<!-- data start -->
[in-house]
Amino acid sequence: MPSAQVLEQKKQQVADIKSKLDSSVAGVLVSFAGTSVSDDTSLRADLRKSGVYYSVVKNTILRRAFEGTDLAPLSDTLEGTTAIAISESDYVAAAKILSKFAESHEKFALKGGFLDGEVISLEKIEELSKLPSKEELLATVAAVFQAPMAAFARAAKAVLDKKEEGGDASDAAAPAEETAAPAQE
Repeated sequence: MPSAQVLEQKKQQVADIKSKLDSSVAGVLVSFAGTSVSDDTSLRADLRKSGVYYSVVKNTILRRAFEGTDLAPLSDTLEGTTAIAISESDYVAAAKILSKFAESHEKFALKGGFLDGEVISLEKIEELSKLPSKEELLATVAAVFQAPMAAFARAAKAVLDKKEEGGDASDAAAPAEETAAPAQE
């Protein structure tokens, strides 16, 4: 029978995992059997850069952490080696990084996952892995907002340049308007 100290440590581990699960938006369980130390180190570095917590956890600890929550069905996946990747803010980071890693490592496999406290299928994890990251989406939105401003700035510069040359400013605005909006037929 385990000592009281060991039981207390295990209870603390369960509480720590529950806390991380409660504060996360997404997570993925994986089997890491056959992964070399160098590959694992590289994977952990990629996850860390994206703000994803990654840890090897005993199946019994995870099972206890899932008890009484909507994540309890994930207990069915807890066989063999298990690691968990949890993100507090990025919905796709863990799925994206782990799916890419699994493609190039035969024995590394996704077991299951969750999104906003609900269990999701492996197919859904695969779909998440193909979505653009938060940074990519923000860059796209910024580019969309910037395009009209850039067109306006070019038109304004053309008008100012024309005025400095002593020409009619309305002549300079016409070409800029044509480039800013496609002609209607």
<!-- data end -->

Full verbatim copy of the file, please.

[in-house]
Amino acid sequence: MPSAQVLEQKKQQVADIKSKLDSSVAGVLVSFAGTSVSDDTSLRADLRKSGVYYSVVKNTILRRAFEGTDLAPLSDTLEGTTAIAISESDYVAAAKILSKFAESHEKFALKGGFLDGEVISLEKIEELSKLPSKEELLATVAAVFQAPMAAFARAAKAVLDKKEEGGDASDAAAPAEETAAPAQE
Repeated sequence: MPSAQVLEQKKQQVADIKSKLDSSVAGVLVSFAGTSVSDDTSLRADLRKSGVYYSVVKNTILRRAFEGTDLAPLSDTLEGTTAIAISESDYVAAAKILSKFAESHEKFALKGGFLDGEVISLEKIEELSKLPSKEELLATVAAVFQAPMAAFARAAKAVLDKKEEGGDASDAAAPAEETAAPAQE
């Protein structure tokens, strides 16, 4: 029978995992059997850069952490080696990084996952892995907002340049308007 100290440590581990699960938006369980130390180190570095917590956890600890929550069905996946990747803010980071890693490592496999406290299928994890990251989406939105401003700035510069040359400013605005909006037929 385990000592009281060991039981207390295990209870603390369960509480720590529950806390991380409660504060996360997404997570993925994986089997890491056959992964070399160098590959694992590289994977952990990629996850860390994206703000994803990654840890090897005993199946019994995870099972206890899932008890009484909507994540309890994930207990069915807890066989063999298990690691968990949890993100507090990025919905796709863990799925994206782990799916890419699994493609190039035969024995590394996704077991299951969750999104906003609900269990999701492996197919859904695969779909998440193909979505653009938060940074990519923000860059796209910024580019969309910037395009009209850039067109306006070019038109304004053309008008100012024309005025400095002593020409009619309305002549300079016409070409800029044509480039800013496609002609209607």